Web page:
Daily report for 12 November 2022
14th Session of the Conference of the Contracting Parties (COP14) of the Convention on Wetlands (Ramsar Convention)
Alternate COP14 President Wu Zhimim, acting as President, welcomed delegates back after a day without COP meetings that included field trips to the aquarium and a Ramsar Site and, for some, continued consultations on draft resolutions. The plenary worked its way through revised documents and by the end of the day had adopted 12 of 22 resolutions, including, by a simple majority vote, Ukraine’s proposal on the environmental emergency relating to damages to Ramsar wetlands.
Organizational matters: Plenary received nominations for members (and alternates) to represent the Convention’s six regions on the 2022-2025 Standing Committee and appointed the members of the Credentials Committee. Credentials Committee Chair Esfandri Nurbi (Indonesia) reported the committee had validated 121 credentials. In response to a request from the COP14 President, the Legal Advisor confirmed that the quorum requirements had been met for COP14 delegates to make decisions on all issues.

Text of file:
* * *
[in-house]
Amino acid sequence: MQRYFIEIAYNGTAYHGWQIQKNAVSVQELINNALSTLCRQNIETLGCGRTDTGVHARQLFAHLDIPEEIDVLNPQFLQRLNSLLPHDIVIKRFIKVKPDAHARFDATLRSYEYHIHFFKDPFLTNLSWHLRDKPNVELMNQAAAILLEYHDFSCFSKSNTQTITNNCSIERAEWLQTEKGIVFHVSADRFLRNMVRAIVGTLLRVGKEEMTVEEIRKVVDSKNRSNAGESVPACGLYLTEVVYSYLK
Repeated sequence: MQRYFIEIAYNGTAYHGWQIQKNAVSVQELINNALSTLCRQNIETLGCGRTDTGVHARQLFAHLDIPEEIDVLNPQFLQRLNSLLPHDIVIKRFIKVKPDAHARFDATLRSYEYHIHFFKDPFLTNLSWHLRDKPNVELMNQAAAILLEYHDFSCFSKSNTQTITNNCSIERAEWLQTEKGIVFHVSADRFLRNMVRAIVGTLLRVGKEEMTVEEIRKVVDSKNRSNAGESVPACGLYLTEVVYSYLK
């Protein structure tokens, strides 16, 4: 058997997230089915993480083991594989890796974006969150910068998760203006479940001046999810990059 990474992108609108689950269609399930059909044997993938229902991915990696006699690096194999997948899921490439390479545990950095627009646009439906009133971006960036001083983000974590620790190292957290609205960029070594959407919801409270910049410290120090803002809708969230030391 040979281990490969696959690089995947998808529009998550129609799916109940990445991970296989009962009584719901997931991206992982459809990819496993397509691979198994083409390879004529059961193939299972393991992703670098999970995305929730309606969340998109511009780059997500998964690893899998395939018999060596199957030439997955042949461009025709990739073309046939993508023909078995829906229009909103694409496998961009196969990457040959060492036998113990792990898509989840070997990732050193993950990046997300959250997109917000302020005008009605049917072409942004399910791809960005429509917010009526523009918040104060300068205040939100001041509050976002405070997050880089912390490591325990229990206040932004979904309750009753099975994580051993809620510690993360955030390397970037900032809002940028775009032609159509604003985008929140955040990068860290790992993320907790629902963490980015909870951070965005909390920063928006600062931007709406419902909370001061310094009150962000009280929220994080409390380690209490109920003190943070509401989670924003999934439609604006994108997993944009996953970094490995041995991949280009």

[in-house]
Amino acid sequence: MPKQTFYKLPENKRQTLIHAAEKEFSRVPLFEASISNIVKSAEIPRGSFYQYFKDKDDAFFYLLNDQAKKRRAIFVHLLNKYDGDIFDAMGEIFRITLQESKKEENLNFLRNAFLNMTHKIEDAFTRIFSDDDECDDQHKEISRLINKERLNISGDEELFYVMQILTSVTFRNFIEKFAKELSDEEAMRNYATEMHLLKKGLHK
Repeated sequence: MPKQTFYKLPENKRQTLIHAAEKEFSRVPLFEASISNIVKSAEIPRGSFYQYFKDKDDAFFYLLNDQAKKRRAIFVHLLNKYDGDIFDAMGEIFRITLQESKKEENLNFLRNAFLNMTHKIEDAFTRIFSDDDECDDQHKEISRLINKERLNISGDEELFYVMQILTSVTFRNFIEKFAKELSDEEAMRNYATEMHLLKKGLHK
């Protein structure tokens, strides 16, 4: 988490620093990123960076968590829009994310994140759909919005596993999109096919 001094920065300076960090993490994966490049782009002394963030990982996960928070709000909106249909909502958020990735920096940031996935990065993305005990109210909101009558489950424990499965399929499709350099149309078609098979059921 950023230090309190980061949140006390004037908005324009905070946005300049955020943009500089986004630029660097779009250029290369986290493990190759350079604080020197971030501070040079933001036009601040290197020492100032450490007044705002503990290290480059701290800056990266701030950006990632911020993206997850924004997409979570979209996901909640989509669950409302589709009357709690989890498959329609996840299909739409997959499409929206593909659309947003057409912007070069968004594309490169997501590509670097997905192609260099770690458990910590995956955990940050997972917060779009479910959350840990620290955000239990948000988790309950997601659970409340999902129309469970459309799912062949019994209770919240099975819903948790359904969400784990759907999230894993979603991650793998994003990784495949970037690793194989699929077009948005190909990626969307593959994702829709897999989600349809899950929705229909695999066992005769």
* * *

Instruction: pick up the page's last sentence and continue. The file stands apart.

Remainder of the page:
Consideration of Draft Resolutions
Environmental emergency relating to damage to Ramsar wetlands: UKRAINE presented a second revised draft of the document (COP14 Doc.18.24 Rev.2). The UK, MEXICO, JAPAN, Czechia, on behalf of the EU, along with others, supported the proposal. They emphasized, inter alia, that all wetlands, particularly Ramsar Sites, must be protected and stressed the need to assess, monitor, and restore damaged wetlands in Ukraine. The RUSSIAN FEDERATION, CHINA, CUBA, VENEZUELA, and others opposed the resolution, stating the motion goes beyond the mandate of the Convention and the language remains politicized. Citing “obvious and apparent divergence” among the parties’ views that precluded consensus and, following the Convention’s Rule of Procedure 39.1 on consensus and voting, the COP14 President scheduled a vote for the afternoon.